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Thursday, 03 November 2011 15:30

5 Suburban Chicago Museums

Written by  Mike Chamernik
Jinkies! The Mystery Machine at the Volo Auto Museum Jinkies! The Mystery Machine at the Volo Auto Museum

Some of the most educational and entertaining spots in the Chicago area fall outside the city limits. Chicagoland has many museums that are located in the suburbs. Here is a listing of some of the more popular ones.

Chicago Museums - The Best of the Suburbs

Volo Auto Museum, 27582 Volo Village Rd, Volo, IL. If you’re a gearhead, you will love this place. This museum has scores of old cars on display (and for sale), held both outdoors and in three different show rooms. Makes and models include a 1973 Ford Mustang Convertible, a 1965 Cobra Shelby, a 1957 Ford Thunderbird, and a 1923 Ford T Bucket. Not a car fanatic? Then… you’ll still have a great time! Check out cars from dozens of movies and TV shows, like the General Lee, Mystery Machine, KITT, and the DeLorean from Back to the Future. The Volo Auto Museum is open every day from 10 a.m. to 5 p.m., and admission is about $10 for adults ($6 for kids).

Waukegan History Museum, 1917 N. Sheridan Rd, Waukegan, IL. See the rich history of Chicago’s largest most northern suburb (and some would argue, best suburb). Attractions include the Haines House, which was built in 1843, and tours of historical homes near downtown. The museum has some interesting exhibits, like “The Civil War: The War Efforts in Waukegan,” which profiles some Union soldiers from the city, and displays on two of Waukegan’s most famous residents: author Ray Bradbury and actor/comedian Jack Benny. The museum is open from 10:00 a.m. to 4:00 p.m. from Tuesdays to Thursdays, and admission is free.

Is Waukegan too esoteric for you? Many other suburbs have their own history museums or historical societies, like Arlington Heights, Rolling Meadows, Mount Prospect, Joliet, and Lansing.

Aurora Regional Fire Museum, 53 N. Broadway St., Aurora, IL. As the title suggests, this museum celebrates and preserves the history of fire fighters and fire departments of the area. The museum has two current exhibits: one is “Getting There, Getting Water, Getting Rescued,” which chronicles the evolution of the tools and technology used by firefighters over the last 150 years. All types of historical firefighting apparatus are on display in a fully restored 1894 fire station. The other exhibit is “Museums Un-Crated,” which explores how museums decide to display items, and how they preserve them. The museum is open on Thursdays, Fridays and Saturdays from 1 p.m. to 4 p.m., with a $5 donation for adults ($3 for kids) suggested for admission.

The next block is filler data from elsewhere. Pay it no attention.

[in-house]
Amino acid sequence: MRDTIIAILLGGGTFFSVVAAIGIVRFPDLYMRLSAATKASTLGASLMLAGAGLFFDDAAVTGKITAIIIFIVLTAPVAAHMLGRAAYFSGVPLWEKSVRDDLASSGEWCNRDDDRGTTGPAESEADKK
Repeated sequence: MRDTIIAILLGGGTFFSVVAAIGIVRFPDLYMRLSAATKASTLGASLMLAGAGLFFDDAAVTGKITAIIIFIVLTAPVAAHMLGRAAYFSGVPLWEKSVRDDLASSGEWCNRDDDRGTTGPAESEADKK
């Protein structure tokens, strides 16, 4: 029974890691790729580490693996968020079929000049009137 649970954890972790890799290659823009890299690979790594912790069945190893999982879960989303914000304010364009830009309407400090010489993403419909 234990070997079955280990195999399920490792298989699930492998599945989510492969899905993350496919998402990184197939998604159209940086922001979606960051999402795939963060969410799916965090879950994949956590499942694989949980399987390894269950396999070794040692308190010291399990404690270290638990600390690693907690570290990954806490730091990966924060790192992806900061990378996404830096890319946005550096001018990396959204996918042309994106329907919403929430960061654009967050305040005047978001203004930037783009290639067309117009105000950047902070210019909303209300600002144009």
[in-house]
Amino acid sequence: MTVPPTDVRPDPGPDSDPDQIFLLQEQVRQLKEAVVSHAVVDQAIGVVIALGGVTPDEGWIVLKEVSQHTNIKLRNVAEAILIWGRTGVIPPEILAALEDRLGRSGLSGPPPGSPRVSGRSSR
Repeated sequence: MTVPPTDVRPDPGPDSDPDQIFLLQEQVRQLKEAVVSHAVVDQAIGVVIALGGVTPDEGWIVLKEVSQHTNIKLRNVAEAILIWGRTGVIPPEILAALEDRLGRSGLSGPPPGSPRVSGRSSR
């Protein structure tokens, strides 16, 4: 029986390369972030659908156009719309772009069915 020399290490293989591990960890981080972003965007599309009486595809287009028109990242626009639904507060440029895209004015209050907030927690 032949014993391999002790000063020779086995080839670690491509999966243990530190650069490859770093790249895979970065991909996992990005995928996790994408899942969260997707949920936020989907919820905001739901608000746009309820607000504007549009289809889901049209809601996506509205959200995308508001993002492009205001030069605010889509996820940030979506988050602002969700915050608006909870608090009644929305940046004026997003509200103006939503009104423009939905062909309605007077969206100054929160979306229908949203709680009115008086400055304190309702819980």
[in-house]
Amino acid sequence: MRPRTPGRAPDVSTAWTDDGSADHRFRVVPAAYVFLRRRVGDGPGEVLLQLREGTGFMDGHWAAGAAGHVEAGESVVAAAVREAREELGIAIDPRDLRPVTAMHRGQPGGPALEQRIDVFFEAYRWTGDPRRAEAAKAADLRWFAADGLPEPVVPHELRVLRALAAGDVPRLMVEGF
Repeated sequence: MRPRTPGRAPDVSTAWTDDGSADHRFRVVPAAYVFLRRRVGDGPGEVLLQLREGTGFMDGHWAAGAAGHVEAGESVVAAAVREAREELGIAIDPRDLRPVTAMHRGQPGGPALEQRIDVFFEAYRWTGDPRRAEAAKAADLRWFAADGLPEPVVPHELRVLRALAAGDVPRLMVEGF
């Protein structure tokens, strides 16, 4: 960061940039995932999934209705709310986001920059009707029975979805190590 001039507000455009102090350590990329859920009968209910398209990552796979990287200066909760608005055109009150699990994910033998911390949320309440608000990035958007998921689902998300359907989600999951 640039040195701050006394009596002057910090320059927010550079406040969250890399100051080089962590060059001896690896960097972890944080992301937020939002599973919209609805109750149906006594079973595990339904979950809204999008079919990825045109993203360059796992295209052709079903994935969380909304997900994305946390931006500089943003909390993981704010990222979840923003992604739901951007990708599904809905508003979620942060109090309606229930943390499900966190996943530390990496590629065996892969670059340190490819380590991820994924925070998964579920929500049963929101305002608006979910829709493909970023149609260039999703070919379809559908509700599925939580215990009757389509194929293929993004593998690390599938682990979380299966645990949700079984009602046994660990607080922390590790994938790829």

Mitchell Museum of the American Indian, 3001 Central St., Evanston, IL. You can learn a lot about Native American culture and artwork just by spending some time at this museum. Mitchell has several exhibits viewers can experience. “Treasures of the Collection” is over 75 prized objects, including baskets, Southwestern art, beadwork, Inuit art, and ledger drawings. “The Photographs of Edward S. Curtis” shows photos of American Indians, while “The Teaching Lodge and Wigwam” is a recreated wigwam guests can enter. Learn about the contributions of American Indians to society in “Did You Know They're Native?” and see what social problems still exist in the Native American community in “Deconstructing Stereotypes: Top Ten Truths.” Mitchell is open daily, except Mondays, and is open from 10 a.m. to 5 p.m. Tuesday through Saturday (Thursday it’s open until 8 p.m.), and Sunday from 12 p.m. to 4 p.m.

Illinois Holocaust Museum and Education Center, 9603 Woods Dr., Skokie, IL. This museum remembers the history of oppressed people from the 20th Century. Come learn about the Holocaust through the Karkomi Permanent Exhibition, which has 500 artifacts, documents, and photographs to help tell the story of the Holocaust, while testimonials from survivors put a face on the horror. The Legacy of Absence Gallery has artwork depicting the genocides of Cambodia, Rwanda, Argentina, and the Soviet Gulag. And until January, The Art of Gaman will showcase arts and crafts made by people in Japanese internment camps. The Illinois Holocaust Museum and Education Center is open from 10 a.m. to 5 p.m. weekdays (open to 8 p.m. Thursdays) and weekends from 11 a.m. to 4 p.m.

Looking for additional museums to visit in Chicago? Make sure to check out Concierge Preferred's Museum Section and start planning your day of exploration and discovery.

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